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Roofing Contractors – Avoid the Cowboys

My family have always been involved in property. Whether or not it has been buying and converting, renting, demolition, building, you name it, we’ll have done it at some point. The fact is that, being in this business, you will get to meet a number of unsavoury characters who cut each and every corner they can. It might be extremely unfair for me to tarnish everybody with the same brush. We have worked with lots of good contractors and carry on to provide them with repeat business as a reward for their excellent work. A recent bad, and pricey, experience with some roofing contractors has encouraged me to write this blog. Hopefully in this article I can prevent you from getting your tv debut on Rogue Traders or Watch Dog!

Plan Ahead

Look for your contractor early! Most good contractors are booked well in advance. If you ring Dave from down the road and he can begin work later that day, most likely he isn’t the best option. Business may be quiet for him, but I’d say it is more likely that he isn’t in high demand due to his work quality.

Insurance

A roofing contractor should have proper insurance to cover the work. If he doesn’t then don’t go ahead with the deal.

Get Reference

Often contractors are suggested by friends. If this is the case ask the friend whether they are satisfied with the work that was carried out, if possible go and look at the end job and see for yourself if you would be happy if this was done to your property. If you don’t know anyone the contractor has worked for, ask them to tell you a local site they have worked on. I don’t advise knocking on the door of a stranger asking to see his roof, if you want to avoid being sectioned, but you can definitely have a look on a drive by or on a walk.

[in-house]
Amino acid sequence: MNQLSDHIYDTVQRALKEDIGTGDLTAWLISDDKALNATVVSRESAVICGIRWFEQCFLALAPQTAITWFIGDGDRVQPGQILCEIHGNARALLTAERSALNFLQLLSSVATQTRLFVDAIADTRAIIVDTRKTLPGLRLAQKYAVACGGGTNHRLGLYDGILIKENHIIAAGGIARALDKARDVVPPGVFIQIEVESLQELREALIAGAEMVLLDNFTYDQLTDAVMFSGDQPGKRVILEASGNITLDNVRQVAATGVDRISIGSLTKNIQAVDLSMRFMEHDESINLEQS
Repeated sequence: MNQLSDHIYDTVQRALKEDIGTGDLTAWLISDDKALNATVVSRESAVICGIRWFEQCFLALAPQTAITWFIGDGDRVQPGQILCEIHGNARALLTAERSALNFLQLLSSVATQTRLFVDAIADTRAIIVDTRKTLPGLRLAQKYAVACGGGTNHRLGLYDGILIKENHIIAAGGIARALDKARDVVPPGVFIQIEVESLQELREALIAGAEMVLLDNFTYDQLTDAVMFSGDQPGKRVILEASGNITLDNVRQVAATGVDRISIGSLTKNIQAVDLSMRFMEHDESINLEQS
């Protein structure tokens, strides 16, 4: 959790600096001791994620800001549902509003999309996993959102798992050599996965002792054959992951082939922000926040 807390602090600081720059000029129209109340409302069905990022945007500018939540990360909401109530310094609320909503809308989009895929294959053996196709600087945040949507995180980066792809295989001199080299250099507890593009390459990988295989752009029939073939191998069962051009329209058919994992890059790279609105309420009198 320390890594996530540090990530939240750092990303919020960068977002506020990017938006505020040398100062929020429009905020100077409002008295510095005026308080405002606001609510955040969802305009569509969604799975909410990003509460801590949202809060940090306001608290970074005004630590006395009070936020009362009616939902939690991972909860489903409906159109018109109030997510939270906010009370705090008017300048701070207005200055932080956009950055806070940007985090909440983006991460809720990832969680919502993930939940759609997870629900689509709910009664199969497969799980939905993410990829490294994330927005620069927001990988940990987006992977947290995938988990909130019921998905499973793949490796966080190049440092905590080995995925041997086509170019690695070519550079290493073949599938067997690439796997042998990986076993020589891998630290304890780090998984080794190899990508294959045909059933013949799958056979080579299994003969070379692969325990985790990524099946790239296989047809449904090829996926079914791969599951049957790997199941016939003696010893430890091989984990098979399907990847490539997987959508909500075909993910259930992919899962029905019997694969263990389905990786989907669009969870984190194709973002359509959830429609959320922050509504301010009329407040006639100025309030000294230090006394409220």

Agree on the Work Needed

It is perfectly normal for a contractor to assess a job and tell you there is more work then you first imagined, after all they are a professional and may well know things you do not regarding the job. Ask them to explain the work in layman terms, get a full understanding and if you don’t really feel sure then get another opinion.

Time Scale

This kind of ties in with the last point. Once you understand what needs doing, agree a time scale. One of the most frequent causes of going over budget is time! When possible I agree a fee, regardless of just how long it takes the contractor to do the work he gets paid the same, you’d be surprised how much faster things seem to get done. This may not be possible, so do your best to manage the time a job takes.

A lot of the issues I’ve dealt with are common sense but you’d be surprised on how often I hear people saying they have been taken advantage of by a contractor. Some jobs will take longer than expected, most will be more expensive than you thought (definitely more expensive than you would like) and most will largely be out of your control once you hand the work over to a contractor. Remember, your home is your biggest asset and hopefully by following my advice you will get the high quality finish you want without breaking the bank.